DC Circuit again rejects suit by former UK Guantanamo detainees

[JURIST] A three-judge panel of the US Court of Appeals for the DC Circuit [official website] rejected [opinion, PDF] Friday a lawsuit by four UK citizens and former Guantanamo Bay [JURIST news archive] detainees against former US defense secretary Donald Rumsfeld [JURIST news archive] and other military officials. The court's opinion in affirmed in part district court decision dismissing illegal detention and mistreatment charges under the Alien Tort Statute [text], the Geneva Conventions [ICRC materials], and the Fifth and Eighth Amendments [text] of the US Constitution against Rumsfeld and other military officials, and reversed the lower court's decision to reject a motion for dismissal of two additional charges against the defendants. The ruling comes after the US Supreme Court [official website; JURIST news archive] vacated and remanded to the district court [JURIST report] the DC Circuit's 2008 decision in the same case, which also dismissed the lawsuit against Rumsfeld and the other defendants. In vacating and remanding the first case, the Supreme Court ordered the district court to reexamine the lawsuit in light of the Court's July decision in Boumediene v. Bush [opinion, PDF; JURIST report]. While the district court found that Boumediene applied to two of the charges, the DC Circuit rejected the lawsuit on the grounds that the actions taken by the defendants were not illegal at the time they were committed. Judge Janice Rogers Brown wrote:

There is another reason why we should not decide whether Boumediene portends application of the Due Process Clause and the Cruel and Unusual Punishment Clause to Guantanamo detainees – and it is on this ground we will rest our decision on remand. The doctrine of qualified immunity shields government officials from civil liability to the extent their alleged misconduct "does not violate clearly established statutory or constitutional rights of which a reasonable person would have known." ...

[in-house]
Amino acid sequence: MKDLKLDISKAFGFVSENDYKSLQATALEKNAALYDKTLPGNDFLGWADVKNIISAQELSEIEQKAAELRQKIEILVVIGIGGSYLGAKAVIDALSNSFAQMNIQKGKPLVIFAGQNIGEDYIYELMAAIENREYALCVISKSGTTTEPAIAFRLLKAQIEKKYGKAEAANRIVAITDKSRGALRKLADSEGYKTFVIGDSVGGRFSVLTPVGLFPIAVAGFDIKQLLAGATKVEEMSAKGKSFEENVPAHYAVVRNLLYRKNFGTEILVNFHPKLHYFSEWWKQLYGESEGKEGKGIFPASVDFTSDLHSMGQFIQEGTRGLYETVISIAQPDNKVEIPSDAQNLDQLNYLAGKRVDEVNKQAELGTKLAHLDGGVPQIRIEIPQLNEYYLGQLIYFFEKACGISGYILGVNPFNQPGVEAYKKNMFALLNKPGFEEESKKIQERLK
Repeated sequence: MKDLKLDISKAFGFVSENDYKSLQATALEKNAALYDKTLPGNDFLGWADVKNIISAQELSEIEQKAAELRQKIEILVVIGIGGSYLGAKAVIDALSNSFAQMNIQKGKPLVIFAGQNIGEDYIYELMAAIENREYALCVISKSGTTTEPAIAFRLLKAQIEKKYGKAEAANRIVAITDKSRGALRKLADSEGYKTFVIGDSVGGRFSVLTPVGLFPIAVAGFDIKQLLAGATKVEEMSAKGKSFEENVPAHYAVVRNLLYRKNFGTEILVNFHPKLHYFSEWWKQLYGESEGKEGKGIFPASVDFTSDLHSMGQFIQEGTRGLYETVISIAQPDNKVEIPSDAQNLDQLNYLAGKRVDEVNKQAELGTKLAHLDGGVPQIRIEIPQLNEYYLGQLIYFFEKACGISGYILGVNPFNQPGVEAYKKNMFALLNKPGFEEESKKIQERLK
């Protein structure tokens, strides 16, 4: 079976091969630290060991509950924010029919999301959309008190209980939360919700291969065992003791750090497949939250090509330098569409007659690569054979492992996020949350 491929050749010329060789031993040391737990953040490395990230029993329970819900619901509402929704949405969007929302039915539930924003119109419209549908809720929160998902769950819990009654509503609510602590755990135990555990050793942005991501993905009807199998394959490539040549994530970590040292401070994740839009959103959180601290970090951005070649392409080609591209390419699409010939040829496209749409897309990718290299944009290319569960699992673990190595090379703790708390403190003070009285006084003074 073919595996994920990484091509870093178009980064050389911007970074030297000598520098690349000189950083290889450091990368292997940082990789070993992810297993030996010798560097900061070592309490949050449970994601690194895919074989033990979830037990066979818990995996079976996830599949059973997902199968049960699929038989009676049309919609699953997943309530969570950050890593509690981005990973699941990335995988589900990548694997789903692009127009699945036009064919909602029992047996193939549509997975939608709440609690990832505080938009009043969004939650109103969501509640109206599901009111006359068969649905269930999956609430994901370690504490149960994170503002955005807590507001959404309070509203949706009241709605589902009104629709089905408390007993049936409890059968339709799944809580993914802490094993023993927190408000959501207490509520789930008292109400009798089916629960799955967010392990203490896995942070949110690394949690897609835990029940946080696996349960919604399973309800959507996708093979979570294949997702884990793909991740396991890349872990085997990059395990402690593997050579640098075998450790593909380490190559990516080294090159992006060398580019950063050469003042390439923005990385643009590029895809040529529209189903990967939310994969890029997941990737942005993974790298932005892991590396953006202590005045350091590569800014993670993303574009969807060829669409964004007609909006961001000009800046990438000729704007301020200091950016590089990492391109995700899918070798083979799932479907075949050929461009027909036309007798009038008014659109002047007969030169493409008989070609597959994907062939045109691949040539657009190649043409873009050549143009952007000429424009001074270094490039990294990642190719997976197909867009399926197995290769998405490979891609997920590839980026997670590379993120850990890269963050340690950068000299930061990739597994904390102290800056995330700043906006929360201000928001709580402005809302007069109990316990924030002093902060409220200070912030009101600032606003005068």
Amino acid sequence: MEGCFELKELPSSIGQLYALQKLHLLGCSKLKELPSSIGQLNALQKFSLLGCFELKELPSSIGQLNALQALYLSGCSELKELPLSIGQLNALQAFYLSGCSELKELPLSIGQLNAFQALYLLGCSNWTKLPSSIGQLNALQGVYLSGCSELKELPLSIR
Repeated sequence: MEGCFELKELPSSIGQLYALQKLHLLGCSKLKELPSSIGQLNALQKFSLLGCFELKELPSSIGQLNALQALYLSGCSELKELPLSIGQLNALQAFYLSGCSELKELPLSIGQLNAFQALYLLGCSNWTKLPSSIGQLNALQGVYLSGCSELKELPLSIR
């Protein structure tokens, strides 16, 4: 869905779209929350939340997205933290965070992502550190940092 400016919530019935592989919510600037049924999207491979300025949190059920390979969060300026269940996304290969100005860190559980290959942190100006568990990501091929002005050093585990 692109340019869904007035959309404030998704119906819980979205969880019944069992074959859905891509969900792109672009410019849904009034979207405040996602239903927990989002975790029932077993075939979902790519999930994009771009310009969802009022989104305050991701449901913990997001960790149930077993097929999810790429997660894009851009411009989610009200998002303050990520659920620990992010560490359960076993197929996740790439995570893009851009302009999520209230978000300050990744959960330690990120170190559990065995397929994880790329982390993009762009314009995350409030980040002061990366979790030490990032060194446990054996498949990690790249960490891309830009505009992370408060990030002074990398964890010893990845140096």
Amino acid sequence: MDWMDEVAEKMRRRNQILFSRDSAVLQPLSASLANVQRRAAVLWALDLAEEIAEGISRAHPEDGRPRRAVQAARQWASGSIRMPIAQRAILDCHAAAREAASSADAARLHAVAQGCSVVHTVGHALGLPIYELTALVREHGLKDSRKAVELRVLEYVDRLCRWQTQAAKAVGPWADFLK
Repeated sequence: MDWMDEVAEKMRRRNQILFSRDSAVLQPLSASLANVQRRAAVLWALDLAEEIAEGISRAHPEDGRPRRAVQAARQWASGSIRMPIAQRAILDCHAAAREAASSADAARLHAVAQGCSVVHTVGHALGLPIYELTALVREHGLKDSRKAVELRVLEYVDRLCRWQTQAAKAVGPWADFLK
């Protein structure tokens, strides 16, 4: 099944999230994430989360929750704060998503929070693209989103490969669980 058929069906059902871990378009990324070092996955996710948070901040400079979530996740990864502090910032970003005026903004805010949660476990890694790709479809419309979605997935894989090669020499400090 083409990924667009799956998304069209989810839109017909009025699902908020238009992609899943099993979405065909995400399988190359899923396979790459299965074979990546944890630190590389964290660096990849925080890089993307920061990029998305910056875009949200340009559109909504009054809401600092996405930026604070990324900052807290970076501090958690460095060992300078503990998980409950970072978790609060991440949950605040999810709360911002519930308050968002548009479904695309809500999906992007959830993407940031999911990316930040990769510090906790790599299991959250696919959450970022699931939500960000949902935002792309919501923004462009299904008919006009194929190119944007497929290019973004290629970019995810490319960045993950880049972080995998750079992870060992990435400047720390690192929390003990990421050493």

Our vacated opinion explained why qualified immunity insulates the defendants from plaintiffs’ Bivens claims. ... Boumediene does not affect what we wrote. No reasonable government official would have been on notice that plaintiffs had any Fifth Amendment or Eighth Amendment rights. At the time of their detention, neither the Supreme Court nor this court had ever held that aliens captured on foreign soil and detained beyond sovereign U.S. territory had any constitutional rights — under the Fifth Amendment, the Eighth Amendment, or otherwise. The Court in Boumediene recognized just that: “It is true that before today the Court has never held that noncitizens detained by our Government in territory over which another country maintains de jure sovereignty have any rights under our Constitution.” [citation omitted]
UK citizens Shafiq Rasul, Asif Iqbal, Rhuhel Ahmed, and Jamal Al-Harith were released from Guantanamo in March 2004. In May 2004, Rasul and Iqbal said in an open letter to US President George W. Bush that they had suffered abuse at Guantanamo [JURIST report] similar to that perpetrated at Abu Ghraib [JURIST news archive] prison in Iraq. The Center for Constitutional Rights [advocacy website] filed a lawsuit [JURIST report] on their behalf in October 2004 against Rumsfeld, former Chairman of the Joint Chiefs of Staff General Richard Meyers, and others alleging [complaint] "deliberate and foreseeable action taken ... to flout or evade the United States Constitution, federal statutory law, United States treaty obligations and long established norms of customary international law."

 

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